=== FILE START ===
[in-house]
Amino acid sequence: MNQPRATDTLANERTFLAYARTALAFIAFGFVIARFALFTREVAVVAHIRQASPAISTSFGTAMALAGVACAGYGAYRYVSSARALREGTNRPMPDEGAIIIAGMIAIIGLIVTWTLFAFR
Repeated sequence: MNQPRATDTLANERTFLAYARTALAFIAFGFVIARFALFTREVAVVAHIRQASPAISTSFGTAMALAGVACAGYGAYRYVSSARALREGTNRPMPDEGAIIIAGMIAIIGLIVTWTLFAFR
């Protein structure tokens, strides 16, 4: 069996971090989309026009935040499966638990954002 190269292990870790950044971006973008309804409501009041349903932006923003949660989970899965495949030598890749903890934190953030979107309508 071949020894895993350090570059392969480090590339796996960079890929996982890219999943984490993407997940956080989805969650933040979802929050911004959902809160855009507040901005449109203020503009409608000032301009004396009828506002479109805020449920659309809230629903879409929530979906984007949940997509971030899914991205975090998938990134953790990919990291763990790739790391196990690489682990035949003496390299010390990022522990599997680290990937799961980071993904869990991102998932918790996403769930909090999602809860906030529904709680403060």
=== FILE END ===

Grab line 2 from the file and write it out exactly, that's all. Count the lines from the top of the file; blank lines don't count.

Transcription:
Amino acid sequence: MNQPRATDTLANERTFLAYARTALAFIAFGFVIARFALFTREVAVVAHIRQASPAISTSFGTAMALAGVACAGYGAYRYVSSARALREGTNRPMPDEGAIIIAGMIAIIGLIVTWTLFAFR